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Unformatted text preview: CSci 5106: Programming Languages Functional Programming and Standard ML Gopalan Nadathur Department of Computer Science and Engineering University of Minnesota Lectures in Fall 2010 Gopalan Nadathur Functional Programming Functional Programming A paradigm of programming in which computation consists mainly of expression evaluation Power arises from treating functions almost like any other object They can be passed as arguments (define (compose f g) (lambda (x) (f (g x))) They can be returned as results (define succ (x) (+ x 1)) (compose succ succ) They can be embedded in data (cons (compose succ succ) (cons succ nil)) The one exception: we typically cannot look inside functions For example, we cannot carry out comparisons like (compose f g) == (compose (compose f g) (lambda (x) x)) Gopalan Nadathur Functional Programming Tenets of Functional Programming Central interest is in values and not in how they are stored Focus is on the conceptual view of data, not on representation or layout For example, consider lists in ML or Scheme versus in C Storage allocation and deallocation is handled implicitly For example, consider append and garbage collection Computation is (largely) side-effect free Value of an expression depends largely on those of the subparts and not on how they are calculated Actually true for lazy functional programming , e.g., Haskell Order could affect efficiency and termination, though Assignment, input and output, etc, are intended to be used sparingly Gopalan Nadathur Functional Programming Categories of Functional Programming Languages Lazy versus Eager Languages Lazy Evaluation: Evaluate arguments only as needed by the operator (i.e., demand driven) Eager Evaluation: Evaluate arguments and operator first and only then try to apply the operator Eager evaluation may be more efficiently implementable Lazy evaluation admits intriguing possibilities, e.g., infinite objects Have to work to get side-effects into lazy languages (monads) Even eager languages need laziness sometimes, e.g. in conditionals, to be practically useful Eager Functional Languages: Lisp, Scheme, Standard ML Lazy Functional Languages: Miranda, Daisy, Haskell Gopalan Nadathur Functional Programming Categories of Functional Programming Languages Typed versus Untyped Languages In the typed version, the set of values are classified as belonging to specific subcategories For example + int -> int -> int fact int -> int 2,3 int In the untyped version, all values are treated uniformly; thus (+ +) and (2 2) are both syntactically acceptable Problems could arise when trying to interpret + as an input to addition and 2 as an operator Question: Is this dynamically typed or untyped?...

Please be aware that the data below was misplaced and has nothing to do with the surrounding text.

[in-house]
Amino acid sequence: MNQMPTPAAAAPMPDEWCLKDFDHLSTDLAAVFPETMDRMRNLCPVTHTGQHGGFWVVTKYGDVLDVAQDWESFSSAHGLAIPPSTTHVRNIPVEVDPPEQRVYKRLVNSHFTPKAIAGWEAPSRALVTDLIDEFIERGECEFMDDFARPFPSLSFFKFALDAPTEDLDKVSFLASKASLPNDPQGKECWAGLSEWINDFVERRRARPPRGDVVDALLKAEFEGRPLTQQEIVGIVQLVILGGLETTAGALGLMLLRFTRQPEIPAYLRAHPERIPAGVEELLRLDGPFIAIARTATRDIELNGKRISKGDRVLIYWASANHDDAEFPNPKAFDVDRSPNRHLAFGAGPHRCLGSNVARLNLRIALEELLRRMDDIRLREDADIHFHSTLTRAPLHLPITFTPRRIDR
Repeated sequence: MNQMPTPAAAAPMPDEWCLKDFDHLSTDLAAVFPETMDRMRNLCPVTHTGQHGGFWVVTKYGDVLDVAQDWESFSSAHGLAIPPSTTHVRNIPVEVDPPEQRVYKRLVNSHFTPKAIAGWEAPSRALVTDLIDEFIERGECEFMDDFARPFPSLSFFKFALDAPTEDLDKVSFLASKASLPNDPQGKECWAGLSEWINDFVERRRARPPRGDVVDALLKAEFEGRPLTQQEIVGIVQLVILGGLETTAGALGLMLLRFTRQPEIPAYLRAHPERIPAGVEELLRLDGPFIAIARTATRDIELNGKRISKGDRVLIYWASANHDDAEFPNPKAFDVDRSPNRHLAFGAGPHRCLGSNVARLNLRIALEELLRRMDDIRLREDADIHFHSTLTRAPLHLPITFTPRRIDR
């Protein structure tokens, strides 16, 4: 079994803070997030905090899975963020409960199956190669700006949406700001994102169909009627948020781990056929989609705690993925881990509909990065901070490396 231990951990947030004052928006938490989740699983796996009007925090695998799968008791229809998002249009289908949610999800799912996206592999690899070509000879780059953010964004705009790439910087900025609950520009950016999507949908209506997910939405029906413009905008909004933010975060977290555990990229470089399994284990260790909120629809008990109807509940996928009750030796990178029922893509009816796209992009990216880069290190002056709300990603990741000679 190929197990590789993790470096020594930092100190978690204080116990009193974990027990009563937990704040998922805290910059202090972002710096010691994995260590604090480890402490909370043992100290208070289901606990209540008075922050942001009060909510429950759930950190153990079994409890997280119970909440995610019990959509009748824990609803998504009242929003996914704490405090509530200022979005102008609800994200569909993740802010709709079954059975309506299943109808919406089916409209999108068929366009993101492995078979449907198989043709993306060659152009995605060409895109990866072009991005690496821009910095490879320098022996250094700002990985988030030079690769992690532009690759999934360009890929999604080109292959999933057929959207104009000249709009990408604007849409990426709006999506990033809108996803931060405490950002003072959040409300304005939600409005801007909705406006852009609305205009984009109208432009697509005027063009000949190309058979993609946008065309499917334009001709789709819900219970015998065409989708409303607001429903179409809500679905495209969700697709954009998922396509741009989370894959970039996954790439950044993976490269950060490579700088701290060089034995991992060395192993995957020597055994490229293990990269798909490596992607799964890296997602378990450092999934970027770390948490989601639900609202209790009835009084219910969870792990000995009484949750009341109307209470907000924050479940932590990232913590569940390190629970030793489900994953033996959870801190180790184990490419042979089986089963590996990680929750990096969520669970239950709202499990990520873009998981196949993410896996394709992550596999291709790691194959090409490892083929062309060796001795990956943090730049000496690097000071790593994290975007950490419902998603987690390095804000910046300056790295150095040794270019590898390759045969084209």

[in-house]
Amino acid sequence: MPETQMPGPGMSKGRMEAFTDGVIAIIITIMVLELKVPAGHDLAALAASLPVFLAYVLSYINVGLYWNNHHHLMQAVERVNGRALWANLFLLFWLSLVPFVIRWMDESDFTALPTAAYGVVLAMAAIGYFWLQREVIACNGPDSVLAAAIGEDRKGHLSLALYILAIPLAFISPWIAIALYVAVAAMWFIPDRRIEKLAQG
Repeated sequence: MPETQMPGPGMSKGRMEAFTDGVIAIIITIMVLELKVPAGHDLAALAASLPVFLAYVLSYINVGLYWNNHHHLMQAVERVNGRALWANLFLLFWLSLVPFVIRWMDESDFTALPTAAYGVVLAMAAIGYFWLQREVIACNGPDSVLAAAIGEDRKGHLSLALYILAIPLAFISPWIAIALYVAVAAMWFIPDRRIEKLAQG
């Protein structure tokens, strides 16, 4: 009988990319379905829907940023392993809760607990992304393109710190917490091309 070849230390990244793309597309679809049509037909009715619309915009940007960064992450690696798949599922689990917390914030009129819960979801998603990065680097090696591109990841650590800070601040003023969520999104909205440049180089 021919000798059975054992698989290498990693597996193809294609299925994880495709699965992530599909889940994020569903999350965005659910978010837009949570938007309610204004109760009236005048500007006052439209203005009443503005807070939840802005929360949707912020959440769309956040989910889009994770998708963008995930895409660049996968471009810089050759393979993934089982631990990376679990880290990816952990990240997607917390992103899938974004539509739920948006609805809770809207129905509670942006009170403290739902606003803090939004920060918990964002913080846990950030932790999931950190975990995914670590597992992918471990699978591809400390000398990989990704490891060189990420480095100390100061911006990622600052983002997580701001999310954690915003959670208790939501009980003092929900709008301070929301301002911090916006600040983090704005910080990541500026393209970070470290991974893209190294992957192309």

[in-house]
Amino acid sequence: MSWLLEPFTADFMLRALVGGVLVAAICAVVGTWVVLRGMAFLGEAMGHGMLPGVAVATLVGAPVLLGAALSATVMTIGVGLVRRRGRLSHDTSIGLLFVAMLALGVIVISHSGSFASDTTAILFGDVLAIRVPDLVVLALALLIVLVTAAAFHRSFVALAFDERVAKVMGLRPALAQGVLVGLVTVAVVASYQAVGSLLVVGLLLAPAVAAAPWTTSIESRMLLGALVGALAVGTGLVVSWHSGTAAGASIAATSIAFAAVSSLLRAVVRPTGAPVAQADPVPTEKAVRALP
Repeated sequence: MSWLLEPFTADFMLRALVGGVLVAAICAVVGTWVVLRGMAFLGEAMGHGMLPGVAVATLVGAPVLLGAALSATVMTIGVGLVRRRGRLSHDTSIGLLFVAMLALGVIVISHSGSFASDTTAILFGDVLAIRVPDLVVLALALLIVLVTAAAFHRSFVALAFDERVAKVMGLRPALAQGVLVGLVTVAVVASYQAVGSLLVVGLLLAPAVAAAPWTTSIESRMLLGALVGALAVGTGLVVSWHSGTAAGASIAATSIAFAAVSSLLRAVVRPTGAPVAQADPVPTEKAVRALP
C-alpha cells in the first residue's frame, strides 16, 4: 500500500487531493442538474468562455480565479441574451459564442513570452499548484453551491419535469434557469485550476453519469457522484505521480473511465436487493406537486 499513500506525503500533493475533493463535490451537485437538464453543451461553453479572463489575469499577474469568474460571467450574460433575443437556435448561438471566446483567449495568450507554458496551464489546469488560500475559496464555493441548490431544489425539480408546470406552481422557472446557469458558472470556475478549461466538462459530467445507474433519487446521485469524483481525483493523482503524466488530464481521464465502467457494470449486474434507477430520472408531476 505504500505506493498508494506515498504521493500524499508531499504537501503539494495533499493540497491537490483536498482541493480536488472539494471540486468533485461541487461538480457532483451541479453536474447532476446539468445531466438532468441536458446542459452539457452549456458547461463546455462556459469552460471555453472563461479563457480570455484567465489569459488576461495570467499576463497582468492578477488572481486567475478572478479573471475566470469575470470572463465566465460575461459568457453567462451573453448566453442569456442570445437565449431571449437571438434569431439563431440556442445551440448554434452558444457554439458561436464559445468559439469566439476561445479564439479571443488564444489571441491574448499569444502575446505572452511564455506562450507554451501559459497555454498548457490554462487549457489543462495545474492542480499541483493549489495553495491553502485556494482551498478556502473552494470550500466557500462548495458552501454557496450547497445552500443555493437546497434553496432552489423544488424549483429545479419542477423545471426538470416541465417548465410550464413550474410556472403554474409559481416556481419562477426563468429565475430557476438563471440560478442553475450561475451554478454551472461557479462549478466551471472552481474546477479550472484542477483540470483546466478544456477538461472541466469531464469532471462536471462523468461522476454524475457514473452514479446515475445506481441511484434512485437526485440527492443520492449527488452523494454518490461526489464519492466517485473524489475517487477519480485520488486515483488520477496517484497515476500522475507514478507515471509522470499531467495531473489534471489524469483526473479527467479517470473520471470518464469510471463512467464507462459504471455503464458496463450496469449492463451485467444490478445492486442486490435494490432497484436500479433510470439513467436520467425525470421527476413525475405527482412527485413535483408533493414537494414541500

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This document was uploaded on 05/06/2011.
- Fall '09
- Functional Programming